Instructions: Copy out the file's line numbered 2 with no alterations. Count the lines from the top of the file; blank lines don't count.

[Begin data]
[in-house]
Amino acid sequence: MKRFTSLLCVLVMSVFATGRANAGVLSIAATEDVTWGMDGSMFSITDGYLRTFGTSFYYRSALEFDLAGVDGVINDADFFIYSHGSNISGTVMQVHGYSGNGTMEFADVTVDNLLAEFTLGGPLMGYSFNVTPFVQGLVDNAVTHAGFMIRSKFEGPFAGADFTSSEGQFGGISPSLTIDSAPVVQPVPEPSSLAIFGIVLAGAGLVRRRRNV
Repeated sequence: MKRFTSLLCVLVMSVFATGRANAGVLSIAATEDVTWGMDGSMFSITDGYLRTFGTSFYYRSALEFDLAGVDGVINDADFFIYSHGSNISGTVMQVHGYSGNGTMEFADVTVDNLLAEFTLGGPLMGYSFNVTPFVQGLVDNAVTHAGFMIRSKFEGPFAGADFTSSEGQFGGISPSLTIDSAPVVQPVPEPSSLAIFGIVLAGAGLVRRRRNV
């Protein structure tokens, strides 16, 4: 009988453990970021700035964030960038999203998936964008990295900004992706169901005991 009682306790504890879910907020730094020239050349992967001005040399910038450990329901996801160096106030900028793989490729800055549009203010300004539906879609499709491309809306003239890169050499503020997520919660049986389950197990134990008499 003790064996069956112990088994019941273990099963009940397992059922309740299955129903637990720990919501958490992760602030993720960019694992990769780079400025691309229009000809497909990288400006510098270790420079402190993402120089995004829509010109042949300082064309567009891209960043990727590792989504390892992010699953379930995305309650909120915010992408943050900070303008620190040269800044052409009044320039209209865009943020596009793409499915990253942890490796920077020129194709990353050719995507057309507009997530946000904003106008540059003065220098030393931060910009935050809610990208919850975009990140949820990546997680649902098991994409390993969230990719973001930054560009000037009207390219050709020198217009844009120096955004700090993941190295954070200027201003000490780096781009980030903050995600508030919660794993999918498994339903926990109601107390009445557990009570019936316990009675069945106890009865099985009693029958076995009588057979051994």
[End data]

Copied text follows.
Amino acid sequence: MKRFTSLLCVLVMSVFATGRANAGVLSIAATEDVTWGMDGSMFSITDGYLRTFGTSFYYRSALEFDLAGVDGVINDADFFIYSHGSNISGTVMQVHGYSGNGTMEFADVTVDNLLAEFTLGGPLMGYSFNVTPFVQGLVDNAVTHAGFMIRSKFEGPFAGADFTSSEGQFGGISPSLTIDSAPVVQPVPEPSSLAIFGIVLAGAGLVRRRRNV